Every application has its own id data directory and  protected memory area.
Applications have to register themselves as a provider of data. Other applications can request Android to read/write the data through a fixed API. To share data use Content Providers. Content Providers use standard insert(), query(), update(), delete() methods to access application data.

App 2 stores its data in its own database. App 1 communicates with the provider to access App 2’s data.

Broadcast Receiver:

Android system initiates many system-wide broadcast announcements such as “battery is low broadcasts”. Android apps can also broadcast custom announcements. A broadcast is a way to send a message within an application or to a different application. A BroadcastReceiver is a component that listens and responds to the initiated broadcasts. First and foremost is to  register a broadcast receiver in AndroidManifest.xml file. BroadcastReceiver is a subclass of the Object and is introduced in API Level 1.

Creating the Broadcast Receiver:

A broadcast receiver class(MainReceiver) should extend BroadcastReceiver class and should override the onReceive() which receives  each message as an intent object.


public class MyBroadCastReceiver extends BroadcastReceiver{

	@Override
	public void onReceive(Context context, Intent intent) {
		// TODO Auto-generated method stub
		Toast.makeText(context, "Custom Event Received"+" "+"Message is="+intent.getStringExtra("Message"), Toast.LENGTH_SHORT).show();
	}
}

Registering Broadcast Receiver:

Register receiver by declaring in AndroidManifest.xml or by java code.


@Override
protected void onResume() {
super.onResume();
registerReceiver(new MyBroadCastReceiver(),
new IntentFilter("com.spl.CUSTOM_EVENT"));

}

OR


<receiver android:name="MyBroadCastReceiver">

      <intent-filter>
         <action android:name="com.spl.CUSTOM_EVENT">
         </action>
      </intent-filter>

   </receiver>

We can also register the receiver for a system generated event


<receiver android:name="MyReceiver">

      <intent-filter>
         <action android:name="android.intent.action.BOOT_COMPLETED">
         </action>
      </intent-filter>

   </receiver>

The following example explains how to create a custom BroadcastReceiver.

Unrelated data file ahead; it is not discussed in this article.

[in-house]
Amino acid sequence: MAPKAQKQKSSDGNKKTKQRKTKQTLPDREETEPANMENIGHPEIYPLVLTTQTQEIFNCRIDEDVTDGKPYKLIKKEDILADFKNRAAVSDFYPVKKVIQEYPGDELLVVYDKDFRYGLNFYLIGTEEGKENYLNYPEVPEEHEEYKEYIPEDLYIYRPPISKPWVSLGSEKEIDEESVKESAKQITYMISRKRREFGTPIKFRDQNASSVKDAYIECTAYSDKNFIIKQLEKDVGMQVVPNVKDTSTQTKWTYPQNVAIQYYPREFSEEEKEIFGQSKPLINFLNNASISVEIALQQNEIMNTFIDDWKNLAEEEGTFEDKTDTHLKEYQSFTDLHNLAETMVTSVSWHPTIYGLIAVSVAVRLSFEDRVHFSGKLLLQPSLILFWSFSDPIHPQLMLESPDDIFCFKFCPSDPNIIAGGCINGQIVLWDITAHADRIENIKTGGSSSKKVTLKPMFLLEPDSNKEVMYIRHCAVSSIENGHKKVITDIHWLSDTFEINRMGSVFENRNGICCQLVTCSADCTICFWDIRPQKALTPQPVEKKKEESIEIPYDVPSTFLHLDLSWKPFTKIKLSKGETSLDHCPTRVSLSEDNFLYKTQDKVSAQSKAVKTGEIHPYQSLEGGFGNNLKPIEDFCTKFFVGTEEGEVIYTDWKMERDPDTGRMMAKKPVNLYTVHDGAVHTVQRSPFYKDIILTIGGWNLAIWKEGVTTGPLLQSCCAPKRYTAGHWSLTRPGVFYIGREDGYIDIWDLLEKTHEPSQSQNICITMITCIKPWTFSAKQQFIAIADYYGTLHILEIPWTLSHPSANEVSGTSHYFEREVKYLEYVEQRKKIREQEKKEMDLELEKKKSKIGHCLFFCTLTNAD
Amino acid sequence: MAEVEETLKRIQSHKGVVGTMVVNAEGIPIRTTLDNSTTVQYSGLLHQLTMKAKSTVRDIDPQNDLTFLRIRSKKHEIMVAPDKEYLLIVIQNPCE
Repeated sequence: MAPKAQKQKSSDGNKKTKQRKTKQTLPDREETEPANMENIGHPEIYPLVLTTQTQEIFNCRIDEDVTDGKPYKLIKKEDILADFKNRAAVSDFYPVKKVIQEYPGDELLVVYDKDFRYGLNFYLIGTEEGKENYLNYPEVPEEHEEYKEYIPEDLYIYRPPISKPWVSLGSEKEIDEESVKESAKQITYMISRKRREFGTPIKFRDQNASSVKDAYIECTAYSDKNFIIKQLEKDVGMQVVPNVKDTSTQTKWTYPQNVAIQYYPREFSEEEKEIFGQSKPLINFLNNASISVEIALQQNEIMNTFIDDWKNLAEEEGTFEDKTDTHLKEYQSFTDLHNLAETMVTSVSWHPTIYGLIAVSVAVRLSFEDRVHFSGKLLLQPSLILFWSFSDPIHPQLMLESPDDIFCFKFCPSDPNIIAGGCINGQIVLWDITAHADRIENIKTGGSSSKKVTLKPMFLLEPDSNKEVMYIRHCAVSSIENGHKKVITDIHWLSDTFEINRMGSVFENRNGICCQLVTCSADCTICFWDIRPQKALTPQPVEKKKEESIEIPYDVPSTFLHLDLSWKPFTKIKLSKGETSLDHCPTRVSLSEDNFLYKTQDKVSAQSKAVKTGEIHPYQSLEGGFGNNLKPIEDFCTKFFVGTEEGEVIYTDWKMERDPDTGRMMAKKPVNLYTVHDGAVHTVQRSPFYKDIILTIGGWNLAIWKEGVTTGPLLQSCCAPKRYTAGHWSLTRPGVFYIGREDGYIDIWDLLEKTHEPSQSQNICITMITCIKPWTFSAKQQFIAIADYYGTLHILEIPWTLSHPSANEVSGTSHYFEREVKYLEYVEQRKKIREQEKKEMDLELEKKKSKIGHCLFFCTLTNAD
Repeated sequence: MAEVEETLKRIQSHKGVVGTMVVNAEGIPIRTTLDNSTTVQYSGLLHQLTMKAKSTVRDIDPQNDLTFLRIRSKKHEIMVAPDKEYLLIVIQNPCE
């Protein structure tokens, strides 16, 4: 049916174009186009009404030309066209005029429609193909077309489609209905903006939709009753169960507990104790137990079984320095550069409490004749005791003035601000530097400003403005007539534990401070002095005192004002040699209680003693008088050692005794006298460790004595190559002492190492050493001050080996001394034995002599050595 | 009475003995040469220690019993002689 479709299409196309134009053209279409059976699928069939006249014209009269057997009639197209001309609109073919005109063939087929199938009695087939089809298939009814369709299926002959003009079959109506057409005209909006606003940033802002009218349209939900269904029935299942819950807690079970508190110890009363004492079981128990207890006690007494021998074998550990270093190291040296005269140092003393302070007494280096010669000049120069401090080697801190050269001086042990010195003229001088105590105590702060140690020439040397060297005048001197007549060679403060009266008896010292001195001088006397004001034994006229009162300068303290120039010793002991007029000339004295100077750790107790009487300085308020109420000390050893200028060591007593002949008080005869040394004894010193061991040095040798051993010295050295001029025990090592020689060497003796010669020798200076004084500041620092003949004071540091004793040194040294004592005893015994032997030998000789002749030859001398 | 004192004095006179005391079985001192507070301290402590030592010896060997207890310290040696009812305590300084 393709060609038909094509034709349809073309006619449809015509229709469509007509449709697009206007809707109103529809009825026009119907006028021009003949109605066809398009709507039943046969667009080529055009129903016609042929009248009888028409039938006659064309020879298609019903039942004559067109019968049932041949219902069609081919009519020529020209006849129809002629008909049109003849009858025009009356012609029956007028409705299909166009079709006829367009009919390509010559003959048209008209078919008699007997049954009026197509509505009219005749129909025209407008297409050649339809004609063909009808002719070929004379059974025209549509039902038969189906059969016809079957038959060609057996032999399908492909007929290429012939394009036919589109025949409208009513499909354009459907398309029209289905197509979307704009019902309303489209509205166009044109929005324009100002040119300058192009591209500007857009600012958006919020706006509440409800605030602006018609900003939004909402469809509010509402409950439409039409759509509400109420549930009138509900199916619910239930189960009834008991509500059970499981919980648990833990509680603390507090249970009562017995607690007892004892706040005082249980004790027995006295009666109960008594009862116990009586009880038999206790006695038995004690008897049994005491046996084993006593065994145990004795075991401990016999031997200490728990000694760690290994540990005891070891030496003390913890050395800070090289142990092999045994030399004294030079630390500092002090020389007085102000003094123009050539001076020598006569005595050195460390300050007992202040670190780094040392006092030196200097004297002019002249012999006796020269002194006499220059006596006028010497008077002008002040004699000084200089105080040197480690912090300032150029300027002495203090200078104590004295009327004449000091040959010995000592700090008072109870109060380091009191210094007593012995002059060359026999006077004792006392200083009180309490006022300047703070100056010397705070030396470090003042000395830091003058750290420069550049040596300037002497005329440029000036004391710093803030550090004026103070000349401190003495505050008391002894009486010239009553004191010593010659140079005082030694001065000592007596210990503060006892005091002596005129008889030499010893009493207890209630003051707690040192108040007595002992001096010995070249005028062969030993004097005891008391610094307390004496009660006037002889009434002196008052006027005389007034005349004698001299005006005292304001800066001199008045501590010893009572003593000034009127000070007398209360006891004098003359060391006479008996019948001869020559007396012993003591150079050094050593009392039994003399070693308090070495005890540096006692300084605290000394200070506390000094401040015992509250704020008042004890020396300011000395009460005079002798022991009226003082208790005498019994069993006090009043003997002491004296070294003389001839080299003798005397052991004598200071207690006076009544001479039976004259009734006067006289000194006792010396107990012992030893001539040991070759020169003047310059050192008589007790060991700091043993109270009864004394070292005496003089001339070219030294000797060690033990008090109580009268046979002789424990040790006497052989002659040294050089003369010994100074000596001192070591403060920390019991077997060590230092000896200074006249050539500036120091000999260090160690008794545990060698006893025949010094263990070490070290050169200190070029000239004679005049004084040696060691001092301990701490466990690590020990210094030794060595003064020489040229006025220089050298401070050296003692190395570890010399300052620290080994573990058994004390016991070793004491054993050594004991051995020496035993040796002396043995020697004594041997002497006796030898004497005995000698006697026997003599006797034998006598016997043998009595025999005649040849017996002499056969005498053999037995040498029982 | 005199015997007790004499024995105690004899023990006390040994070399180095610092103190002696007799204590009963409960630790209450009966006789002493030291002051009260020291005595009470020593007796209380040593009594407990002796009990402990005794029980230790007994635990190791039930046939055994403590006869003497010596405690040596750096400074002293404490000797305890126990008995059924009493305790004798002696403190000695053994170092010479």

Create MainActvity.java under src/<your packagename>

MainActvity.java:


public class MainActivity extends Activity {

	@Override
	protected void onCreate(Bundle savedInstanceState) {
		super.onCreate(savedInstanceState);
		setContentView(R.layout.activity_main);

		//find view by Id
		Button send=(Button)findViewById(R.id.button1);
		//on click send
		send.setOnClickListener(new View.OnClickListener() {

			@Override
			public void onClick(View v) {
				// TODO Auto-generated method stub
				Intent i=new Intent();
				i.setAction("com.spl.CUSTOM_EVENT");
				i.putExtra("Message", "Hi,How are you?");
				sendBroadcast(i);
			}
		});

	}
}

Create activity.xml under res/layout folder

activity.xml:

<RelativeLayout xmlns:android="http://schemas.android.com/apk/res/android"
    xmlns:tools="http://schemas.android.com/tools"
    android:layout_width="match_parent"
    android:layout_height="match_parent"
    android:layout_gravity="center"
    android:gravity="center" >

    <Button
        android:id="@+id/button1"
        android:layout_width="wrap_content"
        android:layout_height="wrap_content"
        android:text="Send BroadCast"
        android:background="#009ACD" />

</RelativeLayout>

Create a BroadCastReceiver class MyBroadCastReceiver.java

MyBroadCastReceiver.java:


public class MyBroadCastReceiver extends BroadcastReceiver{

	@Override
	public void onReceive(Context context, Intent intent) {
		// TODO Auto-generated method stub
		Toast.makeText(context, "Custom Event Received"+" "+"Message is="+intent.getStringExtra("Message"), Toast.LENGTH_SHORT).show();
	}
}

AndroidManifest.xml:

<?xml version="1.0" encoding="utf-8"?>
<manifest xmlns:android="http://schemas.android.com/apk/res/android"
    package="com.spl.myproject"
    android:versionCode="1"
    android:versionName="1.0" >

    <uses-sdk
        android:minSdkVersion="8"
        android:targetSdkVersion="16" />

    <application
        android:allowBackup="true"
        android:icon="@drawable/ic_launcher"
        android:label="@string/app_name"
        android:theme="@style/AppTheme" >
        <activity
            android:name="com.spl.myproject.MainActivity"
            android:label="@string/app_name" >
            <intent-filter>
                <action android:name="android.intent.action.MAIN" />

                <category android:name="android.intent.category.LAUNCHER" />
            </intent-filter>
        </activity>
                <receiver android:name="MyBroadCastReceiver">

      <intent-filter>
         <action android:name="com.spl.CUSTOM_EVENT">
         </action>
      </intent-filter>

   </receiver>

    </application>

</manifest>

Output: